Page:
The Gemara implies that this Derashah is based on the sequence of verses in the Torah: whenever the first verse applies, the second verse takes effect. However, the verse of "before Hash-m" appears after the verse of "you may not eat in your settlements"! What, then, is the logic behind this Derashah?
(a) The CHAFETZ CHAIM in EIN MISHPAT (in LIKUTEI HALACHOS) answers that the verse, "You may not eat in your settlements," must refer to when the Ma'aser Sheni was already brought into Yerushalayim. This is because of the wording the Torah uses for the commandment to eat the Ma'aser Sheni in Yerushalayim. The verse (Devarim 12:18) does not say, "You shall bring it to the place Hash-m will choose and eat it there," but rather it says, "You shall eat it before Hash-m in the place that Hash-m will choose." If eating Ma'aser Sheni outside of Yerushalayim is forbidden even before it was brought into Yerushalayim and taken out, then the verse should state that the Ma'aser Sheni must be brought into Yerushalayim and then eaten. The fact that the verse omits any mention of bringing it to Yerushalayim implies that the prohibition applies only when the Ma'aser Sheni was already brought into Yerushalayim.
(b) The ARUCH HA'SHULCHAN HA'ASID (119:13) explains that the verse of "before Hash-m" (Devarim 12:18) is seemingly extra. The previous verses already state that one must bring his Ma'aser Sheni "to the place that Hash-m will choose" and eat it there. Rebbi Yochanan understands, therefore, that this extra verse regarding Ma'aser Sheni teaches more information about the prohibition of eating Ma'aser Sheni outside of Yerushalayim (since where it must be eaten is already known). It must be that the prohibition applies only once one has had the opportunity to eat the Ma'aser Sheni (that is, it was brought into Yerushalayim).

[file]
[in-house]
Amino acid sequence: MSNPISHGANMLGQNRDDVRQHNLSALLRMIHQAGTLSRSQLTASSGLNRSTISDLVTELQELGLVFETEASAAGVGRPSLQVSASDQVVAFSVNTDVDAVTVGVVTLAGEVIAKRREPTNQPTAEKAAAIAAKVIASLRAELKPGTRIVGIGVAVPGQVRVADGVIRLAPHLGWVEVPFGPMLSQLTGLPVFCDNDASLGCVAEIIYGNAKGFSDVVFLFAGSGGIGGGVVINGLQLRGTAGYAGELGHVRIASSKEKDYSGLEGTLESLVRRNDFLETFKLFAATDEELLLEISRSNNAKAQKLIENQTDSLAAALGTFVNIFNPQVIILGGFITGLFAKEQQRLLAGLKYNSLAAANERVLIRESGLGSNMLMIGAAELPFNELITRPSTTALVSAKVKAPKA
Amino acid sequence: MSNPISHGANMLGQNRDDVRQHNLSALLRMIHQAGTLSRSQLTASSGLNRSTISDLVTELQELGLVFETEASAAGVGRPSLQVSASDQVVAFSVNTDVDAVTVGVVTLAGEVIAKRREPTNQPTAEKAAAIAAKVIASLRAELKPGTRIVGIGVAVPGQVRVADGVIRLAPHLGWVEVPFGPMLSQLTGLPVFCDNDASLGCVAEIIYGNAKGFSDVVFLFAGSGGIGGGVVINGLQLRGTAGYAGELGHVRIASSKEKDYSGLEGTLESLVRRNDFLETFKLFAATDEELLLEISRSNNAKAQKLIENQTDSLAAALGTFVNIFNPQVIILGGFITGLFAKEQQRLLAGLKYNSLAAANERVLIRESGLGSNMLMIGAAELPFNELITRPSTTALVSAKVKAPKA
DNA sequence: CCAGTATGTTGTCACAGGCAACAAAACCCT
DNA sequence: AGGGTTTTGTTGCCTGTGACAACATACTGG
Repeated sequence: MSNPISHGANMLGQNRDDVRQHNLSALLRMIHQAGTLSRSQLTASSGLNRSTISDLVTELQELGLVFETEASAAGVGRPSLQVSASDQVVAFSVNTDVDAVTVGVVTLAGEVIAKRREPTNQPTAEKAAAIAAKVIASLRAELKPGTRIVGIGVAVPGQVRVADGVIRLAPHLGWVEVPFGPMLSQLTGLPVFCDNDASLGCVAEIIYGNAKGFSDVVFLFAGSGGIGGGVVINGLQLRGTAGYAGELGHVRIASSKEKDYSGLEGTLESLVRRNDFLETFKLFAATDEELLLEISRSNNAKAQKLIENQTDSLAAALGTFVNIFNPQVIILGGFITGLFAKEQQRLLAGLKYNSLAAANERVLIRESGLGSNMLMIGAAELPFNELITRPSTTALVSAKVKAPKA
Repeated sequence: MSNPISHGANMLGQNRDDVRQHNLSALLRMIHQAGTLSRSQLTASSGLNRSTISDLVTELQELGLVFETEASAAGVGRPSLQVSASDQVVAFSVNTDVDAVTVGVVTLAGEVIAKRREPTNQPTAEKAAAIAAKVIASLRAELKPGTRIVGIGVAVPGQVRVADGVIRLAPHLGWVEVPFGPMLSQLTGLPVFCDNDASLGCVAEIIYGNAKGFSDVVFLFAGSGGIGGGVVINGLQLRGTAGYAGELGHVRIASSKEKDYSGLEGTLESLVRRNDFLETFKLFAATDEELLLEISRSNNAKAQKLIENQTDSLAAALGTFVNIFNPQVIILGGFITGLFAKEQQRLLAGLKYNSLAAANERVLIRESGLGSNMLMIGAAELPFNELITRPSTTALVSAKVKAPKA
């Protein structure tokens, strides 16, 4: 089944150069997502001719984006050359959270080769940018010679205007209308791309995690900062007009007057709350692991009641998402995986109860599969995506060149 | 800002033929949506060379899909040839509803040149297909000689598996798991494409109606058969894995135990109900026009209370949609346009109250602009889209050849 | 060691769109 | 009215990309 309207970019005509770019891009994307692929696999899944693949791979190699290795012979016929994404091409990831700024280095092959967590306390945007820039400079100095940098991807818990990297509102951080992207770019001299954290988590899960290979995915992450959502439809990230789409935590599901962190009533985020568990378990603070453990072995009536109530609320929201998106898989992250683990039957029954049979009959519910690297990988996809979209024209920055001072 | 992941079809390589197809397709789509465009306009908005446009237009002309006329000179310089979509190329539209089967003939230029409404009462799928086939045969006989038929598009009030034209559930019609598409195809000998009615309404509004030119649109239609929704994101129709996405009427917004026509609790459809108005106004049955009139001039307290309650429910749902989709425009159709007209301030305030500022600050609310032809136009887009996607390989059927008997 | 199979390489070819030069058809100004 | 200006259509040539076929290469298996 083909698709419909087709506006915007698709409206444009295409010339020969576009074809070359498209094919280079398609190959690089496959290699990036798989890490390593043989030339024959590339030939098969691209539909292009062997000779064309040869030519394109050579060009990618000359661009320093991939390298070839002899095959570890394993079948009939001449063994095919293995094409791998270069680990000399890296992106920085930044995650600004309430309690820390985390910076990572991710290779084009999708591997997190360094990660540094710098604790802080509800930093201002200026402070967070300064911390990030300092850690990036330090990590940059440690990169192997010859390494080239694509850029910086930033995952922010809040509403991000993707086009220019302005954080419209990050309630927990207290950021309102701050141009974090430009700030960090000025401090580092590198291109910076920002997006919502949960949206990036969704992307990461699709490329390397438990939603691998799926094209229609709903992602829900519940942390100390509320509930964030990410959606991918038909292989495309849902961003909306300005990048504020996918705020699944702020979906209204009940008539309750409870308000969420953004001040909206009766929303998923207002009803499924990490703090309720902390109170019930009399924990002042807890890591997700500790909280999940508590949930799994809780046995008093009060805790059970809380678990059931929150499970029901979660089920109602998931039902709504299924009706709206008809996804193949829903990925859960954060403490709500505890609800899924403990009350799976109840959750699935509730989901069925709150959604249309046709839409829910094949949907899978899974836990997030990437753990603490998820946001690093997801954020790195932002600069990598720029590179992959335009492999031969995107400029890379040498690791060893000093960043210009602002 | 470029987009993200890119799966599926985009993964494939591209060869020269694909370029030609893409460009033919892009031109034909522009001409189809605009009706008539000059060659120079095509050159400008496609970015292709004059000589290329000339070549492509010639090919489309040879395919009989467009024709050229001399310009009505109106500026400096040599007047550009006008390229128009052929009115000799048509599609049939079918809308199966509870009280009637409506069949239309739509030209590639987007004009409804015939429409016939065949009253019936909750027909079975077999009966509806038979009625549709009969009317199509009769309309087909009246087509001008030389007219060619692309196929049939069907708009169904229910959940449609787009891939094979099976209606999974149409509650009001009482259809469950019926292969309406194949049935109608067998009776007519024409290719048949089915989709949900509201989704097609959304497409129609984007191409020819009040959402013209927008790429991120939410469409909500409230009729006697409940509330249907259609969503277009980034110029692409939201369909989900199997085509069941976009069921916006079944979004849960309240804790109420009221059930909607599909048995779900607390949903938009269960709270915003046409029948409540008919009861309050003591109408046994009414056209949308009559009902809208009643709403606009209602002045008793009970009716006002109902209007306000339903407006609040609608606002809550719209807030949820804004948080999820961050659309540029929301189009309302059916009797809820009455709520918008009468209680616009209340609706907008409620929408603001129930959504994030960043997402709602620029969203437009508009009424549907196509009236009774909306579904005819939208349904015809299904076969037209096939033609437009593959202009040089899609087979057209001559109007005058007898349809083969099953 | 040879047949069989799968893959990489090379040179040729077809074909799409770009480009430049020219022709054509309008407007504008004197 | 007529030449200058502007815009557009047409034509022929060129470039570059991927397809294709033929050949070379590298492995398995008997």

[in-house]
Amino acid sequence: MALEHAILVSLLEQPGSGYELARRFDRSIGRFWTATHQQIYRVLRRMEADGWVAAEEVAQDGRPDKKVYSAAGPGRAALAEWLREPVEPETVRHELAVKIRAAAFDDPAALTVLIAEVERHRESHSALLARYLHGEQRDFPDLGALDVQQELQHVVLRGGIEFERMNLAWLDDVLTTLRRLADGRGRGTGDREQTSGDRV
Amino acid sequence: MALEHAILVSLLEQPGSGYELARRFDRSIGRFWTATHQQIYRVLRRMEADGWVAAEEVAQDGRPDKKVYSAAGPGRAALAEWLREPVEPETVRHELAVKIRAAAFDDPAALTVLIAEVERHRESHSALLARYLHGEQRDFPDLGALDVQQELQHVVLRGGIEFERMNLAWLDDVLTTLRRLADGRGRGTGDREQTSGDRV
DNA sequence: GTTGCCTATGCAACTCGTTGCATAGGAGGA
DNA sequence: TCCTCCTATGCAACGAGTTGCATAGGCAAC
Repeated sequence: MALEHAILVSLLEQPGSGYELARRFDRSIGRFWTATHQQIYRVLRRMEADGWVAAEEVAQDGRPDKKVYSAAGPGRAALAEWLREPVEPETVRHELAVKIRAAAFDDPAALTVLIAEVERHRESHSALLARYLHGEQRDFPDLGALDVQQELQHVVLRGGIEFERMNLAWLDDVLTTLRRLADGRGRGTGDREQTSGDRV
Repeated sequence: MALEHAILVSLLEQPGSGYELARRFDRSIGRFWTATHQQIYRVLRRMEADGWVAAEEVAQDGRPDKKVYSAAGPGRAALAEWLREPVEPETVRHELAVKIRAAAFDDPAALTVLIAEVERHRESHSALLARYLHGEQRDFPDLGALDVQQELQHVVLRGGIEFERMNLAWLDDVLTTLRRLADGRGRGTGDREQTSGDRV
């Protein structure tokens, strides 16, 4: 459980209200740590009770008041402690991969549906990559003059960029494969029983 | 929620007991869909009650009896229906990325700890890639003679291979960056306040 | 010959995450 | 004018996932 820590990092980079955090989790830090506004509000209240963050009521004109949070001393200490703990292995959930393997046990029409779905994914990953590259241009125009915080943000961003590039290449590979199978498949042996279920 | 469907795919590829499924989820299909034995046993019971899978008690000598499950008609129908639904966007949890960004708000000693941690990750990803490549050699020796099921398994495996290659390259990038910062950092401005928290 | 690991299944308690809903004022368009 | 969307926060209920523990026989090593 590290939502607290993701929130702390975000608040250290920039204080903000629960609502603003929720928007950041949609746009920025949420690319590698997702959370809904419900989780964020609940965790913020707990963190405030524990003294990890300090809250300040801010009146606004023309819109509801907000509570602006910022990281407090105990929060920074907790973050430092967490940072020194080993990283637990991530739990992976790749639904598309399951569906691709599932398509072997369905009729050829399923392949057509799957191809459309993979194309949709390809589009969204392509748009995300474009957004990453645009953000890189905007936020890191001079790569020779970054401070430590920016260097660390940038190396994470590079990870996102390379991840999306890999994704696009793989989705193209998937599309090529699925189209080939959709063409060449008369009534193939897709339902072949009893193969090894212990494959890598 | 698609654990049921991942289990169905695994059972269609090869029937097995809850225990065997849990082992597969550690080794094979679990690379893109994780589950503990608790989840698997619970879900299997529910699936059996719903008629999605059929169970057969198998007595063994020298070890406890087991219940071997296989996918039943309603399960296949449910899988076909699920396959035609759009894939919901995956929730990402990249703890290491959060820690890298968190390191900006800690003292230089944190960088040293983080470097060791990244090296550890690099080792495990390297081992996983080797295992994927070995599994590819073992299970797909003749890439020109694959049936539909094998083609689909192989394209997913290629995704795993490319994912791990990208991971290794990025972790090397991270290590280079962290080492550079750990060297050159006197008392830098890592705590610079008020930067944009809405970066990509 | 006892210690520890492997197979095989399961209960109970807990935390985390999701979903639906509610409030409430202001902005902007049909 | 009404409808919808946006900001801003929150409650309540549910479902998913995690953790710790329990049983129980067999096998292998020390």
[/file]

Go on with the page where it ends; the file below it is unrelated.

According to both explanations, Rebbi Yochanan clearly understands that the prohibition against eating Ma'aser Sheni outside of Yerushalayim applies only when it has already reached Yerushalayim. TOSFOS, however, questions this. The Torah allows a person to redeem his produce of Ma'aser Sheni outside of Yerushalayim by transferring the Kedushah of the produce onto money and bringing the money to Yerushalayim instead of bringing the produce. Why must one bother to redeem the fruits and bring the money to Yerushalayim? If there is no prohibition against eating the fruits of Ma'aser Sheni outside of Yerushalayim (since they have not yet been brought into Yerushalayim), the person should simply eat the fruits at his home, outside of Yerushalayim, and he should not have to redeem them and bring the money to Yerushalayim! Tosfos answers that there still is a positive commandment to bring the produce or the money of Ma'aser Sheni to Yerushalayim.
However, RASHI in Bava Metzia (54a, DH d'Kulei Alma Chomesh) discusses a case in which Ma'aser Sheni did not yet reach Yerushalayim. Rashi states that a person who eats that fruit is punished with Malkus for transgressing the prohibition of eating Ma'aser Sheni outside of Yerushalayim. Rashi's words there are difficult to understand, since the Gemara quotes no opinion that argues with Rebbi Yochanan. The ARUCH LA'NER here proves that Rav Papa, both later in the Gemara here and in Bava Metzia, indeed argues with Rebbi Yochanan and says that the prohibition applies even when the Ma'aser Sheni never entered Yerushalayim. (Y. MONTROSE)